The three pads are made of a closed-cell foam material designed to be safe for diamond blades and absorb fluid like a sponge. As the diamond blade cuts through each foam pad in sequence, bubbles in the foam stick to the blade, creating a resistance that safely removes debris and deposits it into the foam. Single-edged blades need only cut in one direction; double-edged blades cut back and forth to fully clean each blade edge to a pristine condition.
“Because the diamond blade is always put in a fresh part of each pad, there is no debris build-up,” says Jackson. “It’s a controlled, reproducible, cleaning technique that can help prevent diamond blade damage and contamination, while improving practice efficiency on surgery days.”
With the diamond blade cleaning system, the knife is always put into a clean spot on each pad if the technician follows protocol. Moving from left to right about 1/2” in each pad after each blade cleaning, the technician can clean about 50 diamond blades per cleaning tray without going over the same spot. Typically a new cleaning tray with new pads is used at the start of each surgical day.
“Following the diamond blade cleaning system, we save at least four repairs and a blade replacement per year, with the same surgeon and staff,” says Jackson. “Practices with multiple surgeons and different staff, which are more prone to cleaning errors, would likely see greater benefit.”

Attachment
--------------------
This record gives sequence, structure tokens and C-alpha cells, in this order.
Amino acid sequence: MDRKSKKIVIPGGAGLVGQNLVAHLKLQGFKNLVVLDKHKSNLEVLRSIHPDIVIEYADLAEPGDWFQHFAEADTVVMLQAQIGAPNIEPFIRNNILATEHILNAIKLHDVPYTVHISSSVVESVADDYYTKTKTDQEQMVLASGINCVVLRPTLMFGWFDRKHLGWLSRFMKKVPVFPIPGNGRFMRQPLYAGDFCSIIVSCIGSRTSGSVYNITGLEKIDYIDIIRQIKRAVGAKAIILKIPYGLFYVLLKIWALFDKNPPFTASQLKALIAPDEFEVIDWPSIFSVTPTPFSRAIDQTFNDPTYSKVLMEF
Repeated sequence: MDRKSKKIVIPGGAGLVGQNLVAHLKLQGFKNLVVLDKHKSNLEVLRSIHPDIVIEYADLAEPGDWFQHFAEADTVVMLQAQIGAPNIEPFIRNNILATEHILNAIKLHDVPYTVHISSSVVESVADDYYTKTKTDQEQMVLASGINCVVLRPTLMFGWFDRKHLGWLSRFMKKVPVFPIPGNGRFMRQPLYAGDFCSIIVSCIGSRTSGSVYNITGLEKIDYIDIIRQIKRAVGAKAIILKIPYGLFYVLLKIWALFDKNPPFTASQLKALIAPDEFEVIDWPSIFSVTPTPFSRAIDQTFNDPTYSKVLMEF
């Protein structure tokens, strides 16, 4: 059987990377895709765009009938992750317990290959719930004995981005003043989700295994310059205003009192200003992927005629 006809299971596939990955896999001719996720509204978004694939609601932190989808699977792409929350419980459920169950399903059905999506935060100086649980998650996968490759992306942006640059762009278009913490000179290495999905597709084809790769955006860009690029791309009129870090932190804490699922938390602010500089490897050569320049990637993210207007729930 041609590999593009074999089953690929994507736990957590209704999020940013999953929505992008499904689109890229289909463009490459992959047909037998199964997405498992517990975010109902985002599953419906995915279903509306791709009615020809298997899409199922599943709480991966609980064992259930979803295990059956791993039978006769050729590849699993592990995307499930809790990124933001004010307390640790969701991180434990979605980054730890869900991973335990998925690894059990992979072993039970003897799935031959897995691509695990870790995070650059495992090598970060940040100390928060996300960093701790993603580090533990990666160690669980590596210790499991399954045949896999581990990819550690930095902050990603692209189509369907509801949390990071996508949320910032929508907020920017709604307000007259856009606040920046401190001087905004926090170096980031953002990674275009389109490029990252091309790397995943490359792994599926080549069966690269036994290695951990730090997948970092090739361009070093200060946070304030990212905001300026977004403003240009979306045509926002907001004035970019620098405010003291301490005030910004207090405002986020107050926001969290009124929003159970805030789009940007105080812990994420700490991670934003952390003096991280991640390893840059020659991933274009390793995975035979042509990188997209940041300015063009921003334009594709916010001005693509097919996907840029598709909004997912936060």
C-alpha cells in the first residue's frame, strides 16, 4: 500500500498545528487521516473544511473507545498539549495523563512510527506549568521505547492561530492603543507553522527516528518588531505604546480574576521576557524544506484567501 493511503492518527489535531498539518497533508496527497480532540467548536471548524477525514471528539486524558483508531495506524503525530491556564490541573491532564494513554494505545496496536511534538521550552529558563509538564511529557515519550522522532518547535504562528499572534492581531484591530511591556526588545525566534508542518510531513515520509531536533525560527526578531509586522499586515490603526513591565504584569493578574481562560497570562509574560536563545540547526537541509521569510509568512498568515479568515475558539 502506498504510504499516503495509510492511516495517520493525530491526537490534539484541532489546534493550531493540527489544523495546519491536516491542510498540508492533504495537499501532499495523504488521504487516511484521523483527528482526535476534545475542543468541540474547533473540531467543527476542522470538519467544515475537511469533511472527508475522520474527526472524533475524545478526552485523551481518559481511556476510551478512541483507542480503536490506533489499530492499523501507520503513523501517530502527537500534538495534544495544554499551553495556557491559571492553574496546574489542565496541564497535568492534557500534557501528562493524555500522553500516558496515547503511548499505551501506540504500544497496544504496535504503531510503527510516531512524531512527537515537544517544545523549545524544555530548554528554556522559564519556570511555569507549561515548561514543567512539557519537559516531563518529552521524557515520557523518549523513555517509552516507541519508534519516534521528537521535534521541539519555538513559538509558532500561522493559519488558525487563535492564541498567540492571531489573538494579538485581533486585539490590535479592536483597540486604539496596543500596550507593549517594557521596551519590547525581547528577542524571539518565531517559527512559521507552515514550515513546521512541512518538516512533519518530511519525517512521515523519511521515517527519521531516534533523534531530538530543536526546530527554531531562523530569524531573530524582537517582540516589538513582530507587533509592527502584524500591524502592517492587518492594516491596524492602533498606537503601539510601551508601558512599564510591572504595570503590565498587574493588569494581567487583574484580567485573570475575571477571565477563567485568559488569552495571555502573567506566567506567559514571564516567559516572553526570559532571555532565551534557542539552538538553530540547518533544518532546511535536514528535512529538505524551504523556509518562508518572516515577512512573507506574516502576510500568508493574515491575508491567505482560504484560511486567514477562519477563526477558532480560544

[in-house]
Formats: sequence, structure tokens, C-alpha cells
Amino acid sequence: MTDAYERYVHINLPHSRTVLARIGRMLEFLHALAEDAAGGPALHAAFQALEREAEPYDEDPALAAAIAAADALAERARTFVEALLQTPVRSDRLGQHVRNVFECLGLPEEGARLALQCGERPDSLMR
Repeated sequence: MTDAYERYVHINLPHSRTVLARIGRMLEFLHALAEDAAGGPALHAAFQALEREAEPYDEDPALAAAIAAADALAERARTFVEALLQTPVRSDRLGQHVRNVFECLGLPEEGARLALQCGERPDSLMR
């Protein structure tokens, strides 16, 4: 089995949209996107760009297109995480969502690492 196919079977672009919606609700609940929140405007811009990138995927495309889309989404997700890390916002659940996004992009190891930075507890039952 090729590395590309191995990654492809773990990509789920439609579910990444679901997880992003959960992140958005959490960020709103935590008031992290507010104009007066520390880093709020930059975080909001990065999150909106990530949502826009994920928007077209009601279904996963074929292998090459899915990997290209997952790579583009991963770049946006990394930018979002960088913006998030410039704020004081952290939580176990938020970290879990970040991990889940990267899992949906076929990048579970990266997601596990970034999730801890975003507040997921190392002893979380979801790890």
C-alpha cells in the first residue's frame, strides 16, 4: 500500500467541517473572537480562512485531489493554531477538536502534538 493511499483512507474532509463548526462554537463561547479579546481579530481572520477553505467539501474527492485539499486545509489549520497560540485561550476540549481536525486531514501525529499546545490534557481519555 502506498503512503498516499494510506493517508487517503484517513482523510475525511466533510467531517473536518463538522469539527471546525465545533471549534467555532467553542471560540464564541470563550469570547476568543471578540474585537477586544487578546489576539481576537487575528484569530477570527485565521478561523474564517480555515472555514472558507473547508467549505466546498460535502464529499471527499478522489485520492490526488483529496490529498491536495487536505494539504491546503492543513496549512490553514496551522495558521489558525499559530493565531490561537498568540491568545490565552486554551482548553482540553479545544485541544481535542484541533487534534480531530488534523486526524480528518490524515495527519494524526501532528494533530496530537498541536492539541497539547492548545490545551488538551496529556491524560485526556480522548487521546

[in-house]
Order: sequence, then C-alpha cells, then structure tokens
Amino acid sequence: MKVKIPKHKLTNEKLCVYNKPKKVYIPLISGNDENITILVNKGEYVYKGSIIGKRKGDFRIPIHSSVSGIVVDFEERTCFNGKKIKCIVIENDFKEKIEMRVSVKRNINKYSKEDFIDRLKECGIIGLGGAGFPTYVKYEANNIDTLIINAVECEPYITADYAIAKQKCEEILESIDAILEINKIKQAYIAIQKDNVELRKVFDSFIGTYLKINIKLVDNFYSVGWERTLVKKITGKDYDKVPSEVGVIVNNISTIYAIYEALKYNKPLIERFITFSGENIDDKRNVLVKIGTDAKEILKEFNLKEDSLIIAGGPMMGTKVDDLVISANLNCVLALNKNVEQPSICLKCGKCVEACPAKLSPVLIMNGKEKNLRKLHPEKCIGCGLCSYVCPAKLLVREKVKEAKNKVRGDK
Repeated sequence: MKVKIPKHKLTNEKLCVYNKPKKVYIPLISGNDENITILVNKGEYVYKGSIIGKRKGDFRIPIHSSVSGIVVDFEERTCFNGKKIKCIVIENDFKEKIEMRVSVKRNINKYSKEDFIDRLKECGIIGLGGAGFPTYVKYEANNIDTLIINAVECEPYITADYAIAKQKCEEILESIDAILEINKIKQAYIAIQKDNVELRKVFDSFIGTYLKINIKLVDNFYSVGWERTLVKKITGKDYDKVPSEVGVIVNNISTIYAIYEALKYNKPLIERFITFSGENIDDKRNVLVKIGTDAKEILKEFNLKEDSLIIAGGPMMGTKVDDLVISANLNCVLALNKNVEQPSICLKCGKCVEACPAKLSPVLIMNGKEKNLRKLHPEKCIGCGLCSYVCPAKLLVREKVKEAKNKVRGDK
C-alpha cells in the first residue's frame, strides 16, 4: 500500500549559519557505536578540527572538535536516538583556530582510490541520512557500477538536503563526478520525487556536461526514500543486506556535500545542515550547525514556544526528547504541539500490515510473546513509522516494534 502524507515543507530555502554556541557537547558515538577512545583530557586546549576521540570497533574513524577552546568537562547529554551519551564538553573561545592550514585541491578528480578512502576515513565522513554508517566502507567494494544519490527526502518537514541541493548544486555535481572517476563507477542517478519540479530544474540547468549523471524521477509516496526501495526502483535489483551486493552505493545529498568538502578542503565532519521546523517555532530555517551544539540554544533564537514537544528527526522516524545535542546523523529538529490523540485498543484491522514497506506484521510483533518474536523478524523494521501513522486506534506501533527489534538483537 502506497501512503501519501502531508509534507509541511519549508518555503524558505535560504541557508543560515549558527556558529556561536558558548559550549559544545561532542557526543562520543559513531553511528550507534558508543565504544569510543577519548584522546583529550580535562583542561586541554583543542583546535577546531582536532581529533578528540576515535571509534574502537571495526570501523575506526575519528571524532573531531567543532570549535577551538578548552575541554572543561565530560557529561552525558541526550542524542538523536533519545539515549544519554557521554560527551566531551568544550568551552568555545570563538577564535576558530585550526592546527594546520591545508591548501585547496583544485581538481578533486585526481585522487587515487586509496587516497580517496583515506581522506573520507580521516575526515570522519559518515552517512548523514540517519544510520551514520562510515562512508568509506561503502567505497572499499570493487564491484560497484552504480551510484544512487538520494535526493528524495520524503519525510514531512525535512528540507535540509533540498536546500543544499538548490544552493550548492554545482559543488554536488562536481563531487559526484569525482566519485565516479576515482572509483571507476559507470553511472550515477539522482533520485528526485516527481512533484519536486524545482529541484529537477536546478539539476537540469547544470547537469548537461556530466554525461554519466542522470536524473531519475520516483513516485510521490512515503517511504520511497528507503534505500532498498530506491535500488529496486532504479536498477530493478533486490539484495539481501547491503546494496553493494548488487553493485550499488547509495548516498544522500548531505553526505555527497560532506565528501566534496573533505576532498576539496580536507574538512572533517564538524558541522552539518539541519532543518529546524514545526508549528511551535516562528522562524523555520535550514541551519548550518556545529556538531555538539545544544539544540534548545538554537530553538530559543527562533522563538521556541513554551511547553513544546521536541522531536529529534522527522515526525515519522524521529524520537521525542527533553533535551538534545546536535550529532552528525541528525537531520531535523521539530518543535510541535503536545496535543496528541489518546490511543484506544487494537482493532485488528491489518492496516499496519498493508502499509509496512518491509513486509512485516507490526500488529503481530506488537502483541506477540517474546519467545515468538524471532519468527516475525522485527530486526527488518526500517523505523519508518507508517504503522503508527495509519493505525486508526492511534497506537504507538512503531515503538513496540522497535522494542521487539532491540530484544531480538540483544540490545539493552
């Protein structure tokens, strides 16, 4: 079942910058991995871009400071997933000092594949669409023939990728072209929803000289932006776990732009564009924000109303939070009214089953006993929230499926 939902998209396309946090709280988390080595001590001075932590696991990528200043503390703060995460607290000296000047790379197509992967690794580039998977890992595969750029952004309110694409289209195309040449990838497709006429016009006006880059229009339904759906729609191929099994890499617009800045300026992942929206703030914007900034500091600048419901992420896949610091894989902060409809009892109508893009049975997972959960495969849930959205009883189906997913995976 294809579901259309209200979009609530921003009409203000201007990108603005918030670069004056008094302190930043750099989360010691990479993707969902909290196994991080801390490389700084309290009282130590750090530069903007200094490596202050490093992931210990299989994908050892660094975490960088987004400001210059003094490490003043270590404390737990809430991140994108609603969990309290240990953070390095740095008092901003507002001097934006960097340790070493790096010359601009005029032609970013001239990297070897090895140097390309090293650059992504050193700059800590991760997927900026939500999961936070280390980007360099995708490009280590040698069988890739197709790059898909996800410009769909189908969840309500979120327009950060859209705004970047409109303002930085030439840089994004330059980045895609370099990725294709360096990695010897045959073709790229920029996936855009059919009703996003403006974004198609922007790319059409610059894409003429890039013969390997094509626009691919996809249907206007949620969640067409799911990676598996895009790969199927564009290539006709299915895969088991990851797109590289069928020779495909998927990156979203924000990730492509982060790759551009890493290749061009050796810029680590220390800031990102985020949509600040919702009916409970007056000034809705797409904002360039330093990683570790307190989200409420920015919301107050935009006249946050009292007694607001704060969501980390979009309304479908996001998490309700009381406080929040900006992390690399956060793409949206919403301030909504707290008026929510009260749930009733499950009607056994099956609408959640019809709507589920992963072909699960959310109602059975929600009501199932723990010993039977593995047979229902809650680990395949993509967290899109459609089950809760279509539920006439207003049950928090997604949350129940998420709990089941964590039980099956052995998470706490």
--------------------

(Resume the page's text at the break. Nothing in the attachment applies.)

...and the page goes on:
Compared to more complicated, time-consuming cleaning methods, ophthalmologists using the diamond blade cleaning system can realize significant timesavings that may allow them to see more patients per day.
“Compared to ultrasound cleaning, we save several minutes per surgical case with the diamond blade cleaning system, which allows me to do one or two additional surgical cases per day,” says Jackson. “Using the system has added between $10,000-$20,000 annually to our practice’s bottom line in reduced diamond blade repair, replacement, and additional gained surgery slots.”
“If you’re using diamond blades, particularly for cataract or corneal incisions, it’s a no brainer to use the diamond blade cleaning system,” concludes Jackson. “I consider the Opti-Kleen protocol a best practice technique.”
While diamond blade surgical knives are still preferred by top ophthalmologists over steel knives for precise cuts that dissect tissue instead of tearing it, particularly for cataract surgery, the downside is that they are very fragile and expensive. Breakage can occur during cleaning before sterilization even without human error. Improper cleaning of the blades can also lead to a clear material build-up.